Vietnam and 3D Printing Supply Chain Alternatives

By on July 15th, 2019 in Ideas

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 Vietnam factory [Source: ]
Vietnam factory [Source: ]

Cameron Torti and Charles Goulding of R&D Tax Savers examine the potential supply chain impact of 3D printing in Vietnam.

Economic Environment

Supply chain planning has risen to the forefront since the U.S. levied its 25% tariff on the import of Chinese goods. Uncertainty as to whether that rate would change or be completely eliminated has been a thorn in the side of many businesses that depend on goods from China. Nevertheless, some have demonstrated a stroke of economic ingenuity; shifting their supply chains to other countries in Southeast Asia. Sourcing inputs from these countries has led to a surge of nearly 40% in Vietnamese imports for the first four months of this year compared to the same period last year, according to a Financial Times analysis.

Industry in Vietnam

 [Source:  Business Insurance ]
[Source: Business Insurance ]

Vietnam is known for textiles and machining, two industries experiencing growth in 2019. Even so, Vietnam has grown in many other sectors that were originally dominated by China such as electronics. In some cases, Vietnamese manufacturers have had to double their staff and production to keep up with recent demand trends. However, as beneficial as the trade war appears to be, it is still quite a challenge for suppliers outside of China. Although the new capital allows these businesses to expand, the outlook, primarily stability, for this new demand is uncertain, to say the least. U.S. companies may start to source more from other nations even outside of Southeast Asia as time goes on. Vietnam has only narrowly avoided U.S. sanctions in the past. Also, the tariffs may be reduced or eliminated altogether after the G20 meeting between Presidents Trump and Xi.

New Market for 3D Printing

Tariffs have undoubtedly hurt OEMs in certain sectors, thus inviting the need for alternatives such as 3D printing. Manufacturers have already turned to 3D printing capabilities within the U.S. to avoid tariffs. While this is certainly a viable option, turning to Southeast Asia may be beneficial. 3D printing is on the rise for clothing, the main export for countries located in this region.

With a new supply of foreign capital, countries may begin to invest in more advanced methods of production such as additive manufacturing. The Asia Pacific 3D printing market from 2019-2027 is anticipated to have a CAGR rise of 17.90%, according to an Inkwood Research Report. Although AM is currently not suited for mass production, the exponential rise in investment may supplement new developments resulting in mass-produced 3D printed components. U.S. companies at the forefront of the industry should be eligible for The Research & Development Tax Credit.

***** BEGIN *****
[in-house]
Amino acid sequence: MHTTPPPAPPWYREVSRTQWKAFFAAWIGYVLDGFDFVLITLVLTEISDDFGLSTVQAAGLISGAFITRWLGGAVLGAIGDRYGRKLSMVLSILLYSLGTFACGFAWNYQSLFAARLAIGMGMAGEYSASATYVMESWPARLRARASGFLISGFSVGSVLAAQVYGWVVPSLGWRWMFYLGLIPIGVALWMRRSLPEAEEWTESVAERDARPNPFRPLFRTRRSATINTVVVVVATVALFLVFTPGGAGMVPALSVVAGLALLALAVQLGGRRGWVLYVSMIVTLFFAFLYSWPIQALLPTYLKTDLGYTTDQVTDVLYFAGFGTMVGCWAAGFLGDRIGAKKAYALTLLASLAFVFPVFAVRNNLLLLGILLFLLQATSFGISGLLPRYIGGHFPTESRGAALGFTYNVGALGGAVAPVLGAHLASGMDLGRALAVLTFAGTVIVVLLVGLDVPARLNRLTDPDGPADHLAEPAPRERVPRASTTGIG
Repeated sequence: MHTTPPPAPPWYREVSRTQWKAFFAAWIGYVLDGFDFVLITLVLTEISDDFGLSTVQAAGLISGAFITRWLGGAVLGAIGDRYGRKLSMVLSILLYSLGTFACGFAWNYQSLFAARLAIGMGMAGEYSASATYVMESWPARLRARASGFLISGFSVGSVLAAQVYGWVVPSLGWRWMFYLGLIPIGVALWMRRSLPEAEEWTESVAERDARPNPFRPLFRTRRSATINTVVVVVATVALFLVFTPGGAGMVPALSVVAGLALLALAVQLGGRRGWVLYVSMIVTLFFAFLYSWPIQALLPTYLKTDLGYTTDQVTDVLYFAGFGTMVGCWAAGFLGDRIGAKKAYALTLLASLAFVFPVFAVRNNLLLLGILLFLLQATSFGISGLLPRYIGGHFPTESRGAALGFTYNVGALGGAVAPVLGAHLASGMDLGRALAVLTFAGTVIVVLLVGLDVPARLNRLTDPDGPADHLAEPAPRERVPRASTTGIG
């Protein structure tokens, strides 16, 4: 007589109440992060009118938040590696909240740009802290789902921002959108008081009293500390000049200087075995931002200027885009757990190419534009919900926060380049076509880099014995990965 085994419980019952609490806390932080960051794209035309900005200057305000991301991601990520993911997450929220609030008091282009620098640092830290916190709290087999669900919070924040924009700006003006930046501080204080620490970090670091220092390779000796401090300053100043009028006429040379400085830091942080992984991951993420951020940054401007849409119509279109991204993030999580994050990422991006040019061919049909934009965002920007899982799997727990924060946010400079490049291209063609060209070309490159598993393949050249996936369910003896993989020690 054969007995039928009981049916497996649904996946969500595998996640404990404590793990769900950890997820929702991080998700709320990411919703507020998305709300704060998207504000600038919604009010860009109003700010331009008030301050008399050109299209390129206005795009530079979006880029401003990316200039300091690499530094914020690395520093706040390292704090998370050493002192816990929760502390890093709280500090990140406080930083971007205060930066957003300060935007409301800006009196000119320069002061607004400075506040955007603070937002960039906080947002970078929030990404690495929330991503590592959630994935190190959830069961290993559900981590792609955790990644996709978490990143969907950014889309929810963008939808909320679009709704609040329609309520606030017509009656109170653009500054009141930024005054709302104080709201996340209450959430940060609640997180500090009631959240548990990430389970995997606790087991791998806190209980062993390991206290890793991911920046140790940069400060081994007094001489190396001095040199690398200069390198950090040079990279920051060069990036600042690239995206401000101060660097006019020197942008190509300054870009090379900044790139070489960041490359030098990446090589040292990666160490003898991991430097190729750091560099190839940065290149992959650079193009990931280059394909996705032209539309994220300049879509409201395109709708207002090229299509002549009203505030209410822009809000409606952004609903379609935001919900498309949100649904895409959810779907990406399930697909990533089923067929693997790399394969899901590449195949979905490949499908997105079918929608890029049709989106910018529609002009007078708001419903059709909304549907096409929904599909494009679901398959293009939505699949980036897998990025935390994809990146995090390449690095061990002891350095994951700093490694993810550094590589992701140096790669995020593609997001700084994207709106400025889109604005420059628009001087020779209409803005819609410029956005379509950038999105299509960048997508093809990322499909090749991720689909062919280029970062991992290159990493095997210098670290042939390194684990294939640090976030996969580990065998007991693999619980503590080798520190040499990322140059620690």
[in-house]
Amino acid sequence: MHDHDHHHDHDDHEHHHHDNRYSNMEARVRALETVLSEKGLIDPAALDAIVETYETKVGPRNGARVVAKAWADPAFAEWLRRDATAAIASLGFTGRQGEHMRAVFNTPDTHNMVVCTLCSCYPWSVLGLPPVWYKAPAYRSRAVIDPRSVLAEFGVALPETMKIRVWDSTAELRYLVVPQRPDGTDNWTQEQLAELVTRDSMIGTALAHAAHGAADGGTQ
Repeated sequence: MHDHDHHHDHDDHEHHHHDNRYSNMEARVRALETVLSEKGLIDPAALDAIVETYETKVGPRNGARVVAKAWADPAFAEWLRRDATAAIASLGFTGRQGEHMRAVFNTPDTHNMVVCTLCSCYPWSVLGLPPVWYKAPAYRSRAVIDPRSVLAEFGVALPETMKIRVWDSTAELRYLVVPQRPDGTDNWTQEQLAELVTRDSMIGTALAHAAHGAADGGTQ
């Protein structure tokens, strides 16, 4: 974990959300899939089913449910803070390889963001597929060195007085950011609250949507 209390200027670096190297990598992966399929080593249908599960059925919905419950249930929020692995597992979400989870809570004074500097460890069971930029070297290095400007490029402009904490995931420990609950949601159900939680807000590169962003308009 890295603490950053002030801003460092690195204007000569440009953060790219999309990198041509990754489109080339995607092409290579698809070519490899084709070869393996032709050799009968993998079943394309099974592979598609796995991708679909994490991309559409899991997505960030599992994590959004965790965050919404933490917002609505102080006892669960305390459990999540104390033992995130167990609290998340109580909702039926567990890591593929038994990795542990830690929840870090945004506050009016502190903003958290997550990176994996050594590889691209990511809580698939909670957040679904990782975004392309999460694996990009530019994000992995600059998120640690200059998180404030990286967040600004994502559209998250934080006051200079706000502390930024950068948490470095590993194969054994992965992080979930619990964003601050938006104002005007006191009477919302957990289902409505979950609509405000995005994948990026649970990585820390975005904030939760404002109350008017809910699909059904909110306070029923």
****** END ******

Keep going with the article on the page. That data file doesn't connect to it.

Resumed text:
The Research & Development Tax Credit

Enacted in 1981, the now permanent Federal Research and Development (R&D) Tax Credit allows a credit that typically ranges from 4%-7% of eligible spending for new and improved products and processes. Qualified research must meet the following four criteria:

  • Must be technological in nature

  • Must be a component of the taxpayer’s business

  • Must represent R&D in the experimental sense and generally includes all such costs related to the development or improvement of a product or process

  • Must eliminate uncertainty through a process of experimentation that considers one or more alternatives

Eligible costs include US employee wages, cost of supplies consumed in the R&D process, cost of pre-production testing, US contract research expenses, and certain costs associated with developing a patent.

On December 18, 2015, President Obama signed the PATH Act, making the R&D Tax Credit permanent. Beginning in 2016, the R&D credit can be used to offset Alternative Minimum tax for companies with revenue below $50MM and for the first time, startup businesses can obtain up to $250,000 per year in payroll taxes and cash rebates.

Machine Shops, Another AM Avenue

 BoXZY Hybrid Desktop Fabrication Machine [Source:  Wikimedia Commons ]
BoXZY Hybrid Desktop Fabrication Machine [Source: Wikimedia Commons ]

Vietnam’s vast collection of machine shops may also be an untapped resource for 3D printing. The country’s metal manufacturing capabilities are extensive but the material is known as one of the more difficult and expensive to work within 3D printing. Even so, hybrid machines that use both subtractive and additive processes solve this problem and are becoming increasingly mainstream in the manufacturing world. The combination of both methods optimizes each technique. Additionally, hybrid manufacturing is not always consolidated into one piece of equipment, making Vietnam an excellent candidate for implementing the combined approach, given that they already have a large inventory of subtractive equipment. 


We’ll have to wait and see how trade disputes between the United States and China play out before we can form a proper outlook for the situation. Still, companies are waking up to the notion that China can’t just remain their only option like it has been for years. Those experimenting with new supply chains and 3D printing technology are well positioned for the future.

By Charles Goulding

Charles Goulding is the Founder and President of R&D Tax Savers, a New York-based firm dedicated to providing clients with quality R&D tax credits available to them. 3D printing carries business implications for companies working in the industry, for which R&D tax credits may be applicable.